How To Use LEN in Google Sheets

Last Updated on January 21, 2021 by Jake Sheridan

Learn how to use the LEN function in Google Sheets in this simple step by step tutorial.

LEN Function in Google Sheets

If you’ve spent any time inside a spreadsheet, you will probably have worked with text (as well as numbers obviously).

Thankfully, Google Sheets makes it easy to do some time saving text manipulation.

The LEN function in Google Sheets is a pretty common text function. It’s also pretty useful. LEN in Google Sheets counts the number of characters in a string. It’s pretty useful for counting page title and meta description length.

What is the LEN Function?

The purpose of the LEN function is to return the length of a string. In other words, it counts the number of characters.

The syntax of the function is:


It takes in just one argument, text, and it’s the string for which you want to count the number of characters.

The formula simply returns the length of the text variable. Important to note, that it counts every character, including letters, numbers, special characters, punctuation marks and spaces.

When to use LEN for marketing stuff?

  • Writing title tags and meta descriptions.
  • Writing PPC ad copy.
  • Finding overly-long URLs in audits and migrations.

How To Use The LEN Function in Google Sheets

Using LEN is pretty straightforward.

There are two possible ways to provide the function with the source string:

  1. Direct text value
  2. Cell reference

Direct text value

  • The formula accepts direct values within a pair of double-quotes and counts the characters in this text.
  • The function of this example is =LEN(“sheets for marketers is pretty cool.”).
  • It returns 35 because the text within the double-quotes has 35 characters including the spaces.

Cell reference:

  • It also accepts a reference to a cell that has text in it. The function will then return the number of characters in this given cell. In real-life formulas, you are more likely to use this method over the direct text values.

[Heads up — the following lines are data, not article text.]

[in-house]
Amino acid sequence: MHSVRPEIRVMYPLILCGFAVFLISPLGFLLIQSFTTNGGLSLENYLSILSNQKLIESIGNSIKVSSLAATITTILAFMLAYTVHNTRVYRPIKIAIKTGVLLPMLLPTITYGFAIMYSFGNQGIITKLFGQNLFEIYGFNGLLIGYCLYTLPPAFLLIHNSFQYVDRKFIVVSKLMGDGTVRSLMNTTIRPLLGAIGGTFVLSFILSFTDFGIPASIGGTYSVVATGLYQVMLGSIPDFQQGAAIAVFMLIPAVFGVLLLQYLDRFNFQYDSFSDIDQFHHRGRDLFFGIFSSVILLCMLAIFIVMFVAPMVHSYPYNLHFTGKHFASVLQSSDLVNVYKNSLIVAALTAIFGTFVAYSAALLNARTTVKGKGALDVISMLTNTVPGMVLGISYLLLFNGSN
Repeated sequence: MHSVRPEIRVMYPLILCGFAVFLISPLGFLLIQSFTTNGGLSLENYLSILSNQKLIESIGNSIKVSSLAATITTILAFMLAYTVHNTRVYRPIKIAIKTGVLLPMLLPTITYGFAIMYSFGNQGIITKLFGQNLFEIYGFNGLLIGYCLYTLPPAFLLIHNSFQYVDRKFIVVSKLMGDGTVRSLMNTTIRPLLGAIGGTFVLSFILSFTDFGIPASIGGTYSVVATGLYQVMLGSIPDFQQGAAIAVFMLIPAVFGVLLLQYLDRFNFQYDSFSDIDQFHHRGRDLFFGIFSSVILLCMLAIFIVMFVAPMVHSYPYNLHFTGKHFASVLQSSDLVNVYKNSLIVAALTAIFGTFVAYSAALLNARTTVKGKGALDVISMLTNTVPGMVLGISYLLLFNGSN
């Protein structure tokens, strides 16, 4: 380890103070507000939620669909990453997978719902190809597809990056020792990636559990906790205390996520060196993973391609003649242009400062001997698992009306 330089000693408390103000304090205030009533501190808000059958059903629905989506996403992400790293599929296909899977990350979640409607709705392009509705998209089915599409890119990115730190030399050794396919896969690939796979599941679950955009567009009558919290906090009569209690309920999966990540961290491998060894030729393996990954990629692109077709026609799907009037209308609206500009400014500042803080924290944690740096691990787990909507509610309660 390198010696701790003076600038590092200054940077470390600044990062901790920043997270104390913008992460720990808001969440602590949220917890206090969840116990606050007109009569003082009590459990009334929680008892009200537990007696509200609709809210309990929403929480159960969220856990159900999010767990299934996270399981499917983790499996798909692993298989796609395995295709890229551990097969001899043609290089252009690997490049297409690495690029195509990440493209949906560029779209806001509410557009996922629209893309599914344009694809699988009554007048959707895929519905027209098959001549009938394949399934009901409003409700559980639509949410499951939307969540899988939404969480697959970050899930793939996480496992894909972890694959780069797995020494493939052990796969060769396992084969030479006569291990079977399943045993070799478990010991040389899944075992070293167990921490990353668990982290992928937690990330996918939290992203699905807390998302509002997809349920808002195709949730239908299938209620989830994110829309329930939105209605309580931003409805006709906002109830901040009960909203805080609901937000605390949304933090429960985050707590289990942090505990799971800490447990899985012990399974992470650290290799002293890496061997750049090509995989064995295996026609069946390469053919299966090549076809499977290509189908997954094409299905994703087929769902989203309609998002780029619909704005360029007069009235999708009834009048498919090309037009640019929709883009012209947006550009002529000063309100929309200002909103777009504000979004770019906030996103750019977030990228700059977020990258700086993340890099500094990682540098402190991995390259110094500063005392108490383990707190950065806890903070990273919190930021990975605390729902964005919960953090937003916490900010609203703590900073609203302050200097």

• For instance, cell B2 has the following function here: =LEN(A2)
  • The output is 35 because the text in the referenced cell (A2) has 35 characters.
  • Every time you change the text in cell A2, the result of the function changes dynamically as well.

LEN Formula Example

Let’s see an example where the LEN function can be useful.

Say you want to check page titles for an article and you want  to have the right length.

With the LEN function, you can quickly calculate the number of characters in each title. You just need to write a LEN function for each title and supply the cell reference of the corresponding title as the text argument.

Sprinkle in some conditional formatting and you’ve got a really simple way of seeing if your page titles are too long (or too short):

Using the LEN function in Google Sheets really is that simple.

For reference:

Google doesn’t have a recommended page title length, however the current best practice is 50-60 characters (with spaces).

You might like: Title Pixel Length Checker

This sheet helps you identify page titles that under-optimised or too long for SERPs by working out the real meta title length.

Get the template →


You can use LEN for anything that has a minimum or maximum character counts like titles, meta descriptions, tweets or social media bios.

For these cases, you always need to count the space characters as well.

Other times you might want to ignore the spaces and only count the printed characters. To do this, you need to modify the function a bit.

You can do it by nesting the SUBSTITUTE function inside the LEN formula. The SUBSTITUTE function is used to replace a specific text with a new text in a string, but it can also be used to remove a text (or a character).

Here you can use it to replace the space characters (“ “) with no characters (““).

The formula to get the character count without spaces is:

=LEN(SUBSTITUTE(A2, “ “, ““)

The first argument (A2) is the reference to the source text as it would be in a simple LEN formula.

If you were to use the SUBSTITUTE formula on its own, it would return “sheetsformarketersisprettycool.”. The wrapping LEN formula counts the number of characters of this modified text.

This way it returns 30 instead of 35 because its text argument (the output of the SUBSTITUTE function) doesn’t have the spaces anymore.


If you have a passion for counting page titles and meta description lengths, you need to take a long hard look at yourself in the mirror.

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